Witsec by Pete Earley
Inside the Federal Witness Protection Program

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Synopsis

For decades no law enforcement program has been as cloaked in controversy and mystery as the Federal Witness Protection Program. Now, for the first time, Gerald Shur, the man credited with the creation of WITSEC, teams with acclaimed investigative journalist Pete Earley to tell the inside story of turncoats, crime-fighters, killers, and ordinary human beings caught up in a life-and-death game of deception in the name of justice.

WITSEC
Inside the Federal Witness Protection Program

When the government was losing the war on organized crime in the early 1960s, Gerald Shur, a young attorney in the Justice Department’s Organized Crime and Racketeering Section, urged the department to entice mobsters into breaking their code of silence with promises of protection and relocation. But as high-ranking mob figures came into the program, Shur discovered that keeping his witnesses alive in the face of death threats involved more than eradicating old identities and creating new ones. It also meant cutting off families from their pasts and giving new identities to wives and children, as well as to mob girlfriends and mistresses.

It meant getting late-night phone calls from protected witnesses unable to cope with their new lives. It meant arranging funerals, providing financial support, and in one instance even helping a mobster’s wife get breast implants. And all too often it meant odds that a protected witness would return to what he knew best–crime.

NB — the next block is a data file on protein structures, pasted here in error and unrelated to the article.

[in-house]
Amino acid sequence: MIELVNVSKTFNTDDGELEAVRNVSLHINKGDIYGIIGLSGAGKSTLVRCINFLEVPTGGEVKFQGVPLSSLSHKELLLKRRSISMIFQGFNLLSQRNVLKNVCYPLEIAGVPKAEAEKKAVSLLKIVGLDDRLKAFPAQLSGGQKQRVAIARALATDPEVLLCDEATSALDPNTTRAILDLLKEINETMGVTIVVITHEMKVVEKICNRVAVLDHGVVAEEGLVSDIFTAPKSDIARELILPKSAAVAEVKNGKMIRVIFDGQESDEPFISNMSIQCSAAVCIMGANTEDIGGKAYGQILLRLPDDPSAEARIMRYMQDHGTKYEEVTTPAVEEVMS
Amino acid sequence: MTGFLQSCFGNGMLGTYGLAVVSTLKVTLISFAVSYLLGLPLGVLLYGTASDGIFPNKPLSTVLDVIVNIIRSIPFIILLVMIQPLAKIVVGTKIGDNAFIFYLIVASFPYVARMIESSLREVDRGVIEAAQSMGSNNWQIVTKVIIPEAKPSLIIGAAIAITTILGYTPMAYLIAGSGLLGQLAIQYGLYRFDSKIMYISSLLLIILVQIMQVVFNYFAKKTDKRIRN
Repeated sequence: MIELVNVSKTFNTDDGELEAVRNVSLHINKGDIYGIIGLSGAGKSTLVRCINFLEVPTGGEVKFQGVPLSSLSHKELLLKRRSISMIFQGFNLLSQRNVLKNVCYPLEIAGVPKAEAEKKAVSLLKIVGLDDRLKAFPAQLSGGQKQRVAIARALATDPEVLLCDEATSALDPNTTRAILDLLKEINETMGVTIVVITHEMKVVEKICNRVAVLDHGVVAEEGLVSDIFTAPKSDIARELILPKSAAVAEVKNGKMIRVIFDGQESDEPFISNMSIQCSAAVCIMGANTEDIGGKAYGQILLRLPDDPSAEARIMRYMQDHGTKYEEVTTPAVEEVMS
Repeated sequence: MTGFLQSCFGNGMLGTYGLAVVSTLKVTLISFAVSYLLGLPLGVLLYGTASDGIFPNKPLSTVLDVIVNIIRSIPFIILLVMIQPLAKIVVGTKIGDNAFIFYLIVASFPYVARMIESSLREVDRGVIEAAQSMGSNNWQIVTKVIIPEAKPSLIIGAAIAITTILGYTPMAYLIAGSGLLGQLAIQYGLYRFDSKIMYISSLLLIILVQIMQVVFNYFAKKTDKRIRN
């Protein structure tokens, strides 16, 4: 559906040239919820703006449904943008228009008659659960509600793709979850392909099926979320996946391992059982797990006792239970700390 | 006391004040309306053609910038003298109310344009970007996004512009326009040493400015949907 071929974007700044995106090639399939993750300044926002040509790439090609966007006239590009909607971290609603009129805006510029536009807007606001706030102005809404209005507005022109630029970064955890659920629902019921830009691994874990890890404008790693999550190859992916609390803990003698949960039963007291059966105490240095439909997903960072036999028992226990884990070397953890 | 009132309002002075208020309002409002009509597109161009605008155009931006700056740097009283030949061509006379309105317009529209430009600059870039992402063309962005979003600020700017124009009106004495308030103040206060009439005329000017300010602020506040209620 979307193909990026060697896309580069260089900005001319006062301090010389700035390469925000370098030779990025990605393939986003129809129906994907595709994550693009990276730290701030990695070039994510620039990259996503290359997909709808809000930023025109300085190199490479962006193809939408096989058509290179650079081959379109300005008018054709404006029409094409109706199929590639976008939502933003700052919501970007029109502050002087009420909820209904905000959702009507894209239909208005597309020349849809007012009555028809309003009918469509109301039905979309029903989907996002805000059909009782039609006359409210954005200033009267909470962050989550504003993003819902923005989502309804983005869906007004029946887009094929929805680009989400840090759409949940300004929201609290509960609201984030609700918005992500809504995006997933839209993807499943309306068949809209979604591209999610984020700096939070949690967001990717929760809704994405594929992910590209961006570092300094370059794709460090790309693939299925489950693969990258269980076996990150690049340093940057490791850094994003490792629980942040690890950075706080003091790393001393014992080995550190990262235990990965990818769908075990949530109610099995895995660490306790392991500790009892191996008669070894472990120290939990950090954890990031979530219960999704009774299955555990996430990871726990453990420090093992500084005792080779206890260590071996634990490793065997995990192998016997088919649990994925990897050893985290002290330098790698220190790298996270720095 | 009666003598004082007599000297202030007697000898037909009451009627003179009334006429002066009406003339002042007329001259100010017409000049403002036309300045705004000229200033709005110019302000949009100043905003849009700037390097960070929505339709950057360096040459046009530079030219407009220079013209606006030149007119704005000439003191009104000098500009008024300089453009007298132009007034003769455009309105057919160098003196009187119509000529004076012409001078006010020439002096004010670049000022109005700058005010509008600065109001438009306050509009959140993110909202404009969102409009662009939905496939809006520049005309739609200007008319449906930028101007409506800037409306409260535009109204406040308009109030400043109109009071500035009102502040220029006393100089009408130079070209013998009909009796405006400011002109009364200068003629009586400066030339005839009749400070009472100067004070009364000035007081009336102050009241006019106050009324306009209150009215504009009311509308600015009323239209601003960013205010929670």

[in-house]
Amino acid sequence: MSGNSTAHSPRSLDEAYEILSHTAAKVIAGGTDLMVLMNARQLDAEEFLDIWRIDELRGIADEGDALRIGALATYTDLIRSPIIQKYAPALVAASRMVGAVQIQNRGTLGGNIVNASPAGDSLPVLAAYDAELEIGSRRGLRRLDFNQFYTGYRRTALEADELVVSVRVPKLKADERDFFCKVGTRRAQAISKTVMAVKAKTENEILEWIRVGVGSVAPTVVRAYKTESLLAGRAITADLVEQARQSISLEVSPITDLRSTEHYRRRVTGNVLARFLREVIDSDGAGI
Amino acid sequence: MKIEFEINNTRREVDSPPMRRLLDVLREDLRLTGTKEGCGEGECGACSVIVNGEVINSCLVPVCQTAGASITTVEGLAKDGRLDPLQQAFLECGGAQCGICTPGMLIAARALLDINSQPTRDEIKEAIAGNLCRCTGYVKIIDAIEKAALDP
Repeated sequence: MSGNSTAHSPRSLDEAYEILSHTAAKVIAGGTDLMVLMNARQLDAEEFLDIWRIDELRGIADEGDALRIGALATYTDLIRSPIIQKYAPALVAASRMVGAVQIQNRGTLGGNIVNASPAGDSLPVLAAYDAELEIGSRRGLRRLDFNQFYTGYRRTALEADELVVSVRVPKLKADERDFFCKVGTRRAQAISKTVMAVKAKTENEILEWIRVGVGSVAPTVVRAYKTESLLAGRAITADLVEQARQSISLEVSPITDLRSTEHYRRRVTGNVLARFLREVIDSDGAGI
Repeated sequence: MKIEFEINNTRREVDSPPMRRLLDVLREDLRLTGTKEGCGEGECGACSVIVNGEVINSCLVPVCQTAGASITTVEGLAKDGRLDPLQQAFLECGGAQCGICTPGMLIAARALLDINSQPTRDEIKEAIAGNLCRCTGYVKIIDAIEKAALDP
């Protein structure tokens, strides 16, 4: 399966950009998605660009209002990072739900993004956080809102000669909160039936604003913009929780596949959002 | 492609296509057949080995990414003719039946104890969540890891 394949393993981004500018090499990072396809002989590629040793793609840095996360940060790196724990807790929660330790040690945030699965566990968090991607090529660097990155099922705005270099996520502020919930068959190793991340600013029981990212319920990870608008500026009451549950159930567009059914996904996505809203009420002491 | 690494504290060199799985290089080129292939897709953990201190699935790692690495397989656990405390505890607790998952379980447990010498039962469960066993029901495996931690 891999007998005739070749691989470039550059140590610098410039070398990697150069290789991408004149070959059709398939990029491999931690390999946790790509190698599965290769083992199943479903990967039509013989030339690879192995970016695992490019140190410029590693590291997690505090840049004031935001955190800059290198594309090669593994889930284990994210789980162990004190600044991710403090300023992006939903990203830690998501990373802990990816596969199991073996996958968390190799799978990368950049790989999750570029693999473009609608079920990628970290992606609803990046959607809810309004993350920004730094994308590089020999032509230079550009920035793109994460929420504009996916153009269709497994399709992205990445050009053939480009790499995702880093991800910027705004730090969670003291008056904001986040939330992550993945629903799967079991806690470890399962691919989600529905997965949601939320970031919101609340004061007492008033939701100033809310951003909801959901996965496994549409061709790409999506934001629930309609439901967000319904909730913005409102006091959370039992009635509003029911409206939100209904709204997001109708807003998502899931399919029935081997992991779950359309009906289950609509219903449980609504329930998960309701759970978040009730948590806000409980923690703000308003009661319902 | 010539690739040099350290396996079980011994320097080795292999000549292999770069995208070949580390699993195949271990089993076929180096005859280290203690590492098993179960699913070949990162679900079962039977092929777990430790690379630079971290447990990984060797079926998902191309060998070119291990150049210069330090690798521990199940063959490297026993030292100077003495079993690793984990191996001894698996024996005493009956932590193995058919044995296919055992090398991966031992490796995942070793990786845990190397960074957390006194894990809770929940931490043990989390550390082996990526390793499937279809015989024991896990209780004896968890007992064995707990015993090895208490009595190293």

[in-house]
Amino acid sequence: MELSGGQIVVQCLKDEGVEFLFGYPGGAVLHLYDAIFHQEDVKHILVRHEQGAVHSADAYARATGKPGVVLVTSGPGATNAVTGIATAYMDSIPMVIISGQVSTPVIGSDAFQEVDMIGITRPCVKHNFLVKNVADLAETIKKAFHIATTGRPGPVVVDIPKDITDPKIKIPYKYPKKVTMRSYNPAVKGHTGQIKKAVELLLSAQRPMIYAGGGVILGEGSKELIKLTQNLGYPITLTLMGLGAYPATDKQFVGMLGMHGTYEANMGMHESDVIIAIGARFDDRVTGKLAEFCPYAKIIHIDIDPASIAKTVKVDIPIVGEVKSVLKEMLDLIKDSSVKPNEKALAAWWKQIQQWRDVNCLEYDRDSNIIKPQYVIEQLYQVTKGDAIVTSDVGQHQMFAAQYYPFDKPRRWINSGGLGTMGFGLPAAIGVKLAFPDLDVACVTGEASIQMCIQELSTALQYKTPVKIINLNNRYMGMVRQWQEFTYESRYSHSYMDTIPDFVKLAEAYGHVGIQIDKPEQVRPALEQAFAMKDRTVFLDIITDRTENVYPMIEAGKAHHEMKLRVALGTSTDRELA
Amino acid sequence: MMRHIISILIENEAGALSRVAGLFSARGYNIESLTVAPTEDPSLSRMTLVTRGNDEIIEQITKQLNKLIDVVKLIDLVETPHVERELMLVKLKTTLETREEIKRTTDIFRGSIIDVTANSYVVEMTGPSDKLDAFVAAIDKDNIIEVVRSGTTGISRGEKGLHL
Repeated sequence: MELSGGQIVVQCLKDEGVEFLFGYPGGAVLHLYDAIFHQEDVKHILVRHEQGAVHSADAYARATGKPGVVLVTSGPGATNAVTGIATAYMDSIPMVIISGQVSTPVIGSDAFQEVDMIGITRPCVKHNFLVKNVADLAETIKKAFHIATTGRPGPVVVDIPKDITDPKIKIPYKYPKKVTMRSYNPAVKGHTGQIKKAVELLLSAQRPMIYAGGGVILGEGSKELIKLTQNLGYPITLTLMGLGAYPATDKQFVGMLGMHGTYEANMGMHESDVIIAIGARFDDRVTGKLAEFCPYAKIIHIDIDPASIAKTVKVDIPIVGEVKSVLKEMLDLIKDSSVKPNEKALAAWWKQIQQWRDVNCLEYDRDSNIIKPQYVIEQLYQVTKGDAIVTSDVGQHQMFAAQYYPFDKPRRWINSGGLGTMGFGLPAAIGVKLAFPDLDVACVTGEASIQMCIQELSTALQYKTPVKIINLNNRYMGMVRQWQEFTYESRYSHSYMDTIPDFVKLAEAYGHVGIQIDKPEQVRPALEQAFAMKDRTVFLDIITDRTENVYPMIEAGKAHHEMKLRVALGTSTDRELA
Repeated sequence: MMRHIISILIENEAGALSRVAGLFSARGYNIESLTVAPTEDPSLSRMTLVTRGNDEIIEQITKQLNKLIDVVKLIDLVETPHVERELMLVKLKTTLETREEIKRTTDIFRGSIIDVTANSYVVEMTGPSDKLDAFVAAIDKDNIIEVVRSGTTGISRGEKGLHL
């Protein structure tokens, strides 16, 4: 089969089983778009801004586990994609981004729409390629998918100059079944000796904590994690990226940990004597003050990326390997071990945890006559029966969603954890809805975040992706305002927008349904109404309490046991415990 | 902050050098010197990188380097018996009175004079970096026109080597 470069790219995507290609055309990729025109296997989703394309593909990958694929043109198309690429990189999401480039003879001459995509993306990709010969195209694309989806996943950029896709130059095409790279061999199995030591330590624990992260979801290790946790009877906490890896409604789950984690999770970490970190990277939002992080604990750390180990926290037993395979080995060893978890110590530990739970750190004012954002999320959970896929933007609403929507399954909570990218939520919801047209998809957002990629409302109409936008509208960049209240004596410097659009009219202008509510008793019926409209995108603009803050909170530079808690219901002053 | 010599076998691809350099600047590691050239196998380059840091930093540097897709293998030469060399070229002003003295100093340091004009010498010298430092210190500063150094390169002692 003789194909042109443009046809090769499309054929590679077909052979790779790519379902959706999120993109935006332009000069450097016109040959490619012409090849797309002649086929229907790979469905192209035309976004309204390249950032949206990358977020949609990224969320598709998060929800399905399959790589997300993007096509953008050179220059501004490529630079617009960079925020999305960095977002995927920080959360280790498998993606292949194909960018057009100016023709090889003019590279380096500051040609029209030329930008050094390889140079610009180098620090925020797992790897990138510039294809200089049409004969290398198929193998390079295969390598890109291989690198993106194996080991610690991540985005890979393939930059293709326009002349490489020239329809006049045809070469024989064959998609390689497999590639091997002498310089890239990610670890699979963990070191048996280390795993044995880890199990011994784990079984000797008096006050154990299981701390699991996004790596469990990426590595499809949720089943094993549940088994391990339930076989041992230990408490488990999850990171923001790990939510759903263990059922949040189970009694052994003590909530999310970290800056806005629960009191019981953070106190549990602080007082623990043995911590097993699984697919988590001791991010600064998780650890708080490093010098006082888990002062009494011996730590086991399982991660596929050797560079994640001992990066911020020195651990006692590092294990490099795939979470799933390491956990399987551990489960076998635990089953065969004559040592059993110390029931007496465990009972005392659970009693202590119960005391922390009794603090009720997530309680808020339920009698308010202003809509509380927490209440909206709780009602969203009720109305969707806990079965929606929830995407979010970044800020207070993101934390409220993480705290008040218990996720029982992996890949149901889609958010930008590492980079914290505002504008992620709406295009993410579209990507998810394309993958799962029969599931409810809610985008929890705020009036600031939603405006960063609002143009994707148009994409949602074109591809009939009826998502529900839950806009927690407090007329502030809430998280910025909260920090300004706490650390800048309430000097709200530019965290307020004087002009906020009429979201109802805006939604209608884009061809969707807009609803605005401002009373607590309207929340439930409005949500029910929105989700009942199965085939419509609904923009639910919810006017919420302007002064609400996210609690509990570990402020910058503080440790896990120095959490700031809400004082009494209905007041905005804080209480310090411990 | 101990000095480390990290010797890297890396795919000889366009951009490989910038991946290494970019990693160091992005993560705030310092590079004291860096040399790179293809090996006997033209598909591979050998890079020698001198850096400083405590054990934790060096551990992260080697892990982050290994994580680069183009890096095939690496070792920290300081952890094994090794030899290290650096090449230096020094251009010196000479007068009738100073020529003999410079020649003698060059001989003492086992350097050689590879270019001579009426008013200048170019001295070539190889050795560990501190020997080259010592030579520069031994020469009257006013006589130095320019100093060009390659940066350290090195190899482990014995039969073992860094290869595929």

In this book Shur gives a you-are-there account of infamous witnesses, from Joseph Valachi to “Sammy the Bull” Gravano to “Fat Vinnie” Teresa, of the lengths the program goes to to keep its charges safe, and of cases that went very wrong and occasionally even protected those who went on to kill again.

He describes the agony endured by innocent people who found themselves in the wrong place at the wrong time and ended up in a program tailored to criminals. And along with Shur’s war stories, WITSEC draws on the haunting words of one mob wife, who vividly describes her life of lies, secrecy, and loss inside the program.

A powerful true story of the inner workings of one of the most effective and controversial weapons in the war against organized crime and the inner workings of organized crime itself–and more recently against Colombian drug dealers, outlaw motorcycle gang members, white-collar con men, and international terrorists–this book takes us into a tense, dangerous twilight world carefully hidden in plain sight: where the family living next door might not be who they say they are. . .


From the Paperback edition.
 

About Pete Earley

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Pete Earley is a former Washington Post reporter and winner of the Mystery Writers of America's Edgar for Best Fact Crime Book in 1996 for Circumstantial Evidence: Death, Life, and Justice in a Southern Town. His book, which also won the Robert F. Kennedy Book Award, helped free an innocent man from Alabama's death row. Earley's account of the John Walker spy ring, Family of Spies, was a New York Times bestseller and CBS mini-series. The Hot House: Life Inside Leavenworth Prison was a national bestseller and was based on a year that Earley spent inside a maximum security federal prison as an author. Born in Arizona, Earley was reared in Colorado and worked for newspapers in Kansas and Oklahoma before moving to the Virginia suburbs of Washington D.C., where he lives with his wife, Patti. They have seven children.
 
Published November 18, 2009 by Bantam. 447 pages
Genres: Education & Reference, Professional & Technical, Law & Philosophy, Biographies & Memoirs, Political & Social Sciences. Non-fiction

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